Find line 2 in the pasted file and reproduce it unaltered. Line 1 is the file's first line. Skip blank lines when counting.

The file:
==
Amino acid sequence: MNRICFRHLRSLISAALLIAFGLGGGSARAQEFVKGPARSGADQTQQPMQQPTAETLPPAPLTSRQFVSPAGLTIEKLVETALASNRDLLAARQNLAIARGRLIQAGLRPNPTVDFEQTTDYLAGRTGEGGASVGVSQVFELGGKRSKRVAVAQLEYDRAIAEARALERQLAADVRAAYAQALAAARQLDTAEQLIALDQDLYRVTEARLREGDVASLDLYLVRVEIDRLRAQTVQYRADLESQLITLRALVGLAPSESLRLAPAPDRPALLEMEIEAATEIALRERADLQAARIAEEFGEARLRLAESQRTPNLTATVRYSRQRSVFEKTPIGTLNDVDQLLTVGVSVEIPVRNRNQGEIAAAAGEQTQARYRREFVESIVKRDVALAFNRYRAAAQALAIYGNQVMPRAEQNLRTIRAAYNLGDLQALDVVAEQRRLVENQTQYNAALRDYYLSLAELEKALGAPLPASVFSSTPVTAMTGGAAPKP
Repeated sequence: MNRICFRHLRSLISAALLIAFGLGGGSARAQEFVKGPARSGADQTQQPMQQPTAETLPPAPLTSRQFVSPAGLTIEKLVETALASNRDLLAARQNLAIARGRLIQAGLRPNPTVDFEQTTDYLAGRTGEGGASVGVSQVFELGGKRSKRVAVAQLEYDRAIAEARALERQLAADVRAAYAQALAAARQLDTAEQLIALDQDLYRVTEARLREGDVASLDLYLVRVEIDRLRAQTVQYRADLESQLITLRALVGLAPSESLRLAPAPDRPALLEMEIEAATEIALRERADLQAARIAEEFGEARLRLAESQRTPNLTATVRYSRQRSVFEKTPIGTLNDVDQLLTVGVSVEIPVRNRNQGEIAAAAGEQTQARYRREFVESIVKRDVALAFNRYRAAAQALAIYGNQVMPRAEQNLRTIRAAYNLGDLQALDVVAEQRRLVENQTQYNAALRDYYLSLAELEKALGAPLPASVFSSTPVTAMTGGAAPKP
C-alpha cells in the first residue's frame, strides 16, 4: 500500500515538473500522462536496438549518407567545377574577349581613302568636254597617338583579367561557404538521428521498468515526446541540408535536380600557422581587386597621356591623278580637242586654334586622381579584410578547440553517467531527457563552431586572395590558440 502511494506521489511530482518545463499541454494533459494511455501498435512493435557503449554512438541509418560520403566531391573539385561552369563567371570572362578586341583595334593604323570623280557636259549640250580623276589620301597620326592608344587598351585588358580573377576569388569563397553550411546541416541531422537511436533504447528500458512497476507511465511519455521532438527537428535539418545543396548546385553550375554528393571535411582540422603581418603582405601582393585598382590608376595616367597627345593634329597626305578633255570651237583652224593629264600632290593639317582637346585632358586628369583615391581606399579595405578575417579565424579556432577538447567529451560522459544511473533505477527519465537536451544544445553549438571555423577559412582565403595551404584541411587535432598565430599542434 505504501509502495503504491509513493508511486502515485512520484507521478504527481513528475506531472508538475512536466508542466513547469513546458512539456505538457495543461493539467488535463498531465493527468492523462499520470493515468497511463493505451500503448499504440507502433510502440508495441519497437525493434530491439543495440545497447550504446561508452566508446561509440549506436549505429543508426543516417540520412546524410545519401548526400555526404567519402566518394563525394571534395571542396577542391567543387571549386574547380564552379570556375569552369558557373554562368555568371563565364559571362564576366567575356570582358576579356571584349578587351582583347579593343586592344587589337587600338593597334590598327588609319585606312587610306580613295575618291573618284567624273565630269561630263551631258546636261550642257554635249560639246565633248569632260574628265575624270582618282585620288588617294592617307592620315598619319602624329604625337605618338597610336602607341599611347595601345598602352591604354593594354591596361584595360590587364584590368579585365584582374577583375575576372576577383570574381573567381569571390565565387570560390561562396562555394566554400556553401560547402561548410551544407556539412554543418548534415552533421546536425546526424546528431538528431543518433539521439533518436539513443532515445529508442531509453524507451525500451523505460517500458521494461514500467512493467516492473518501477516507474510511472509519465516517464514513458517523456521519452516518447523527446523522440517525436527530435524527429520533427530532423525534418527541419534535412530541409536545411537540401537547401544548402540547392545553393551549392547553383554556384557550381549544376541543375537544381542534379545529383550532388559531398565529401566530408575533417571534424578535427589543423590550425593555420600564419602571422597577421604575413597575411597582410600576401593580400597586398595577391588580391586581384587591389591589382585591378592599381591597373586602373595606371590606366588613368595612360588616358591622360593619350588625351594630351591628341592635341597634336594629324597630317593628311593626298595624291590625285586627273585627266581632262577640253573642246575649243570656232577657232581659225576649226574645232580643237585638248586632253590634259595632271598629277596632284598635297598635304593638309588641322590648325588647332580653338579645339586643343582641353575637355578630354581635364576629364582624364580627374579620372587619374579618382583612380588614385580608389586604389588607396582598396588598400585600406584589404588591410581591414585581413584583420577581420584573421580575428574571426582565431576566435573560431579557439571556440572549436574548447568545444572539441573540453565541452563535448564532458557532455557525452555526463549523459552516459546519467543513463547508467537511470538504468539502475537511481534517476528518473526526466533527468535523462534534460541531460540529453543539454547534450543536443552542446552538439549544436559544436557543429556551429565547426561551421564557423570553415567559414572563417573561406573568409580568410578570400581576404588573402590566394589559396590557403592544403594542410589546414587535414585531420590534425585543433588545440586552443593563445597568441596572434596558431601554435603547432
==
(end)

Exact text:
Repeated sequence: MNRICFRHLRSLISAALLIAFGLGGGSARAQEFVKGPARSGADQTQQPMQQPTAETLPPAPLTSRQFVSPAGLTIEKLVETALASNRDLLAARQNLAIARGRLIQAGLRPNPTVDFEQTTDYLAGRTGEGGASVGVSQVFELGGKRSKRVAVAQLEYDRAIAEARALERQLAADVRAAYAQALAAARQLDTAEQLIALDQDLYRVTEARLREGDVASLDLYLVRVEIDRLRAQTVQYRADLESQLITLRALVGLAPSESLRLAPAPDRPALLEMEIEAATEIALRERADLQAARIAEEFGEARLRLAESQRTPNLTATVRYSRQRSVFEKTPIGTLNDVDQLLTVGVSVEIPVRNRNQGEIAAAAGEQTQARYRREFVESIVKRDVALAFNRYRAAAQALAIYGNQVMPRAEQNLRTIRAAYNLGDLQALDVVAEQRRLVENQTQYNAALRDYYLSLAELEKALGAPLPASVFSSTPVTAMTGGAAPKP